Location: Southern Africa Capital: Lusaka Border countries: Angola, Botswana, Democratic Republic of Congo, Malawi, Mozambique, Namibia, Tanzania, Zimbabwe Total area: 752 614 square kilometres (2.5 percent of the area of Africa), comprising 740 724 square kilometres (land) and 11 890 square kilometres (water) Highest point: Mafinga Hills (2 301 metres) Lowest point: Zambezi River (329 metres) Climate: Subtropical with three distinct seasons. May to August is cool and dry, September to October is hot and dry and November to April is warm and wet Population: 13 272 533 (2010 mid-year estimate: CSO Population Projections Report) Ethnic groups: 98 percent African (Bemba, Nyanja, Lozi and Tonga), with the remaining 2 percent comprising Asian and European Religions: Christianity (60 percent), Islam, Hinduism, traditional beliefs Languages: English (official); indigenous African languages, of which there are more than 70, include Bemba, Kaonda, Lozi, Lunda, Luvale, Nyanja and Tonga Public holidays 2010: 1 January – New Year’s Day; 8 March – International Women’s Day; 12 March – Youth Day; 2 April – Good Friday; 3 April – Holy Saturday; 4 April – Easter Sunday; 5 April – Easter Monday; 1 May – Labour Day; 25 May – Africa Freedom Day; 5 July – Heroes’ Day; 6 July – Unity Day; 2 August – Farmers’ Day; 24 October – Independence Day (1964); 25 October – Day following Independence Day; 25 December – Christmas Day. Public holidays 2011: 1 January – New Year’s Day; 8 March – International Women’s Day; 12 March – Youth Day; 22 April – Good Friday; 23 April – Holy Saturday; 24 April – Easter Sunday; 25 April – Easter Monday; 1 May – Labour Day; 2 May – Day following Labour Day; 25 May – Africa Freedom Day; 4 July – Heroes’ Day; 5 July – Unity Day; 1 August – Farmers’ Day; 24 October – Independence Day (1964); 25 December – Christmas Day; 26 December – Day following Christmas Day. Weights and measures: Metric system Electricity: Local current is 220v, 50Hz, and plugs are squarepinned. Time difference: GMT +02:00 Currency: Zambian Kwacha (ZMK); 1 kwacha = 100 ngwee, with notes in denominations of 50, 100, 500, 1000, 5000, 10 000, 20 000 and 50 000. Smaller notes are rarely used and coins are obsolete. Business hours: Weekdays 08:00 - 17:00, Saturdays 08:00 13:00. Most banks open from 08:30 - 14:30 on weekdays, 09:00 - 11:30 on Saturdays. Many shops stay open later. Foreign exchange: Travellers’ cheques, dollars or pounds may be exchanged at any authorised bank or bureau de change in the main towns. Travellers’ cheques attract a commission. To avoid additional charges, travellers are advised to take travellers’ cheques in US Dollars, Euros or Pounds Sterling. Credit cards & ATMs: Accepted by most hotels, restaurants, travel agencies and the larger stores. There are ATMs in Lusaka as well as the larger towns. VAT: Value Added Tax is 16 percent. VAT refunds are offered to tourists, who are issued with an export tax invoice (VAT 263) when purchasing goods, both of which must be presented at the designated exit points of export for verification. Duty Free: The following items may be imported into Zambia without incurring customs duty: 400 cigarettes or 500g of tobacco; one bottle of spirits/wine and 2.5 litres of beer; 1 oz bottle of perfume. Visa requirements: Visitors must have a valid passport. Visas are required, except for citizens of countries which have visa abolition agreements with Zambia and citizens of some Commonwealth countries. Please confirm with Zambia’s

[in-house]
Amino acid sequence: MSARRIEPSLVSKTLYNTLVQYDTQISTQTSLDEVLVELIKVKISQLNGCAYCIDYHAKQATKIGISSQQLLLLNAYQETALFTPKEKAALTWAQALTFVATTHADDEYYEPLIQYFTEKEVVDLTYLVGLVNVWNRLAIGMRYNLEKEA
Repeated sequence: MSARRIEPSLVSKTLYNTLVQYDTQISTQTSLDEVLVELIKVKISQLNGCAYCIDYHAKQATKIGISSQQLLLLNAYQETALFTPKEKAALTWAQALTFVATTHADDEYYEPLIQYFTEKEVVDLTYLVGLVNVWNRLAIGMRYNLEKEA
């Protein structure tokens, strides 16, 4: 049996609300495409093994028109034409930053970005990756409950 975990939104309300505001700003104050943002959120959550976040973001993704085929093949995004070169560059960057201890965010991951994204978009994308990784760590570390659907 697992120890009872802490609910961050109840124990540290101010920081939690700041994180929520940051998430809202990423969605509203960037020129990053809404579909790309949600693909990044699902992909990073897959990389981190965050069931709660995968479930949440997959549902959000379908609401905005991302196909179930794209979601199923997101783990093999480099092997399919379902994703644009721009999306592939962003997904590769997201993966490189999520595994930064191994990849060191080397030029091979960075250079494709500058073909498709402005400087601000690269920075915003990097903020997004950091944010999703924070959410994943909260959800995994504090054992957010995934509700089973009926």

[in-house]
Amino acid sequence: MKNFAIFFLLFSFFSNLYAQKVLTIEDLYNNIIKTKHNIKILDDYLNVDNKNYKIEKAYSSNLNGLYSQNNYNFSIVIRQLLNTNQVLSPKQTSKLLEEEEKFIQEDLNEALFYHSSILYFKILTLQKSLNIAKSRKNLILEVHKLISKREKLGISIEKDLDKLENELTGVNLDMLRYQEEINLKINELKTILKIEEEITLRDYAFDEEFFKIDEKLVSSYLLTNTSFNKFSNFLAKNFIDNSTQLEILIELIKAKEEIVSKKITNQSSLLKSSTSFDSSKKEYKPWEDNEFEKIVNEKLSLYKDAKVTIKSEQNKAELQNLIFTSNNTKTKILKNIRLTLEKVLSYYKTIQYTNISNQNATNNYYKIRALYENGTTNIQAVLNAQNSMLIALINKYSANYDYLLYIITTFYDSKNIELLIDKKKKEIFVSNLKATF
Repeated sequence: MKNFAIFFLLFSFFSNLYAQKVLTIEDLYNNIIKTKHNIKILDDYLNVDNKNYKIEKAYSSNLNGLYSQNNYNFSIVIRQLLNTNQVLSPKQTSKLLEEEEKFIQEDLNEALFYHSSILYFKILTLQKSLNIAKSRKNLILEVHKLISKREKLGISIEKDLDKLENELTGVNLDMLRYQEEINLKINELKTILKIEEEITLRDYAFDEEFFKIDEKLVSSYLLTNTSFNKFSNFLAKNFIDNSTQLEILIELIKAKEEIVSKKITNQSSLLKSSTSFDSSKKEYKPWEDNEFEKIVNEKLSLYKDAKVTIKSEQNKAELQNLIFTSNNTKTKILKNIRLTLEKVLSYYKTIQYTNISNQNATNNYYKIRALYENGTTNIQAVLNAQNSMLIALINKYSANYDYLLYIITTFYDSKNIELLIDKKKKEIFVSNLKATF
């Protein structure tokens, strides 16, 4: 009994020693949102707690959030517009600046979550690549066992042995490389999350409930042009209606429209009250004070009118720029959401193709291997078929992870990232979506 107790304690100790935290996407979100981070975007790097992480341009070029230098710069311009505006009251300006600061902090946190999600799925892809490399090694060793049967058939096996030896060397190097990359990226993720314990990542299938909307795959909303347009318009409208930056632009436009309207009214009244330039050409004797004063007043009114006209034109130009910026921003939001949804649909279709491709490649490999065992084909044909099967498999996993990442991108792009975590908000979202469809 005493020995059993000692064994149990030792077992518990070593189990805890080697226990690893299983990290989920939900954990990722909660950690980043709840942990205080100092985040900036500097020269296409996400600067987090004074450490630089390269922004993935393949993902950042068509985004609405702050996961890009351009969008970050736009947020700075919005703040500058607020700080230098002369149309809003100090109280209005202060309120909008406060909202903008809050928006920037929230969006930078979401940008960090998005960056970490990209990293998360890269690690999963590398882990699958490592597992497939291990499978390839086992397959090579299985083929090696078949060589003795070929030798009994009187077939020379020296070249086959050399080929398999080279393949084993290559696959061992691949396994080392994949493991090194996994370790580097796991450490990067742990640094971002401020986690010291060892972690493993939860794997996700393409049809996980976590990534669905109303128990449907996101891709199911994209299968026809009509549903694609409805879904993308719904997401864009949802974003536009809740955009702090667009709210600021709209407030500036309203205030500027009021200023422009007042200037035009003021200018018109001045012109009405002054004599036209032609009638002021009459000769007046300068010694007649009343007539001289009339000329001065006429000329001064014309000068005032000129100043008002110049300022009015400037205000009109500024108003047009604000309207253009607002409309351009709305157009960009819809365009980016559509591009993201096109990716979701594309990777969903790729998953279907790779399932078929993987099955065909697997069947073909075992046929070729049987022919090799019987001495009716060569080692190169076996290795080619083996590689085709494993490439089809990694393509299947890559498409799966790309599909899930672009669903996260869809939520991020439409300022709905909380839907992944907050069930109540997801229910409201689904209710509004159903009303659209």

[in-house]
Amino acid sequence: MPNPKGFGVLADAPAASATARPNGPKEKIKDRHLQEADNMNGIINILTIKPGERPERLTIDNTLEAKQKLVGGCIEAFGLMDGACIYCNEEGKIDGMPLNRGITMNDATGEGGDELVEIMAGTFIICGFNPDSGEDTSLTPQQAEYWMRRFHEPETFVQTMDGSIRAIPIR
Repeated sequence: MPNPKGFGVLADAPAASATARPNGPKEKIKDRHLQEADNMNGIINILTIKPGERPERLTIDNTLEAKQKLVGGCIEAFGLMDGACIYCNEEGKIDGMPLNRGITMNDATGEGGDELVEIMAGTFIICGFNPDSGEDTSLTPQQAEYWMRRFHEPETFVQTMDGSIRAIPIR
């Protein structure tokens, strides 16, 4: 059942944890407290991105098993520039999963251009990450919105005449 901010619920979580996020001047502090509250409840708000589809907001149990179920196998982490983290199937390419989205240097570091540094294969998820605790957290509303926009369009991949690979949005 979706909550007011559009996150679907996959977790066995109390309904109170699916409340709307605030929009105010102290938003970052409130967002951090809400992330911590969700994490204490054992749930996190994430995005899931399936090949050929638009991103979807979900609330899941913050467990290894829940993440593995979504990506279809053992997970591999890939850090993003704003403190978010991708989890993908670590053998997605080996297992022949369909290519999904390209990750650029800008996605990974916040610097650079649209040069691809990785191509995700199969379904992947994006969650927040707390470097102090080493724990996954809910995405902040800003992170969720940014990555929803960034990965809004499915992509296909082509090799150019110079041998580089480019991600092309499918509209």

embassies or high commissions abroad. Health: Anti-malarial medication should be taken, especially if visiting the national parks. While tap water in the major towns is purified and safe to drink, elsewhere ensure that water is either borehole water, filtered or bottled. As in many other African countries, the HIV/AIDS pandemic is of major concern, and visitors should observe standard prevention measures. Transport • Road – Traffic keeps to the left and the general speed limit is 100 kilometres on main routes and 65 kilometres in built-up areas unless otherwise indicated. Visiting drivers must hold an International Driver’s Licence. SADC licences are also valid. A person driving into the country on business can have their car admitted without having to pay duty, provided they will not use it for hire or commercial purposes. Coach travel is available to a variety of regional destinations, while long range buses frequently leave from Lusaka to all the main towns and minibuses and taxis are available for local transport. Road borders are open 24-hours a day, with the exception of Chembe, Kazungula, Kariba and Chirundu, which are open from 06:00 to 18:00 hours. Victoria Falls Bridge is open until 20:00 hours. • Air – Four international airports, namely, Lusaka, Livingstone, Mfuwe and Ndola, with several secondary airfields and airstrips in Chipata, Kitwe, Kasama, Mongu, Solwezi and Mansa. • Rail – Zambia has three main internal train lines, from Lusaka to Livingstone, Lusaka to the Copperbelt, and from Kapiri Mposhi to the northern border with Tanzania. Main train station in central Lusaka, Dedan Kamathi Road. Telecommunications: Telecommunications are among the best in Sub-Saharan Africa. There are three mobile telephone operators – Zain (formerly Celtel), MTN (formerly Telecel) and Cell Z (the mobile division of Zamtel). Mobile penetration stood at 33 percent in June 2009. Dialling code: Direct dialling to Zambia +260 followed by area codes: Lusaka, Kafue (01); Chingola, Kitwe, Ndola (02); Livingstone (03); Kasama (4); Kabwe (05);etc, plus subscriber’s number. Direct dialling to neighbouring countries requires four sets of numbers: first the international prefix 00, then the country code, the city code, and the number. Internet: Broadband and wireless connections are becoming increasingly common, with services widely available in Copperbelt, Lusaka, Kabwe and Southern Province. There are a number of internet cafés in Livingstone and Lusaka. CONTACT DETAILS Government Ministries Agriculture and Cooperatives PO Box 50197, Lusaka, Tel: 254661, 256698, Fax: 254083 Commerce, Trade and Industry PO Box 31968, Lusaka, Tel: 228301/2/3/4/5/6/7/8/9, Fax: 226673, Tel/Fax: 226727 Minister, E-mail: email@example.com Communication and Transport PO Box 50065, Lusaka, Tel: 251444, Fax: 251795 Education PO Box 50093, Lusaka, Tel 250558, Fax: 253502, E-mail: firstname.lastname@example.org Energy and Water Development PO Box 36079, Lusaka, Tel: 252589, Fax: 252589 Finance and National Planning PO Box 50062, Lusaka, Tel: 253398/2505441/252146, Fax: 254335 Foreign Affairs PO Box 50069, Lusaka, Tel: 252698, Fax: 250240 Health PO Box 30205, Lusaka, Tel: 252989, 253040/5, Fax: 253344 Lands PO Box 50694, Lusaka, Tel: 252288, 252323, 252320, Tel/Fax: 251927 for Permanent Secretary Local Government and Housing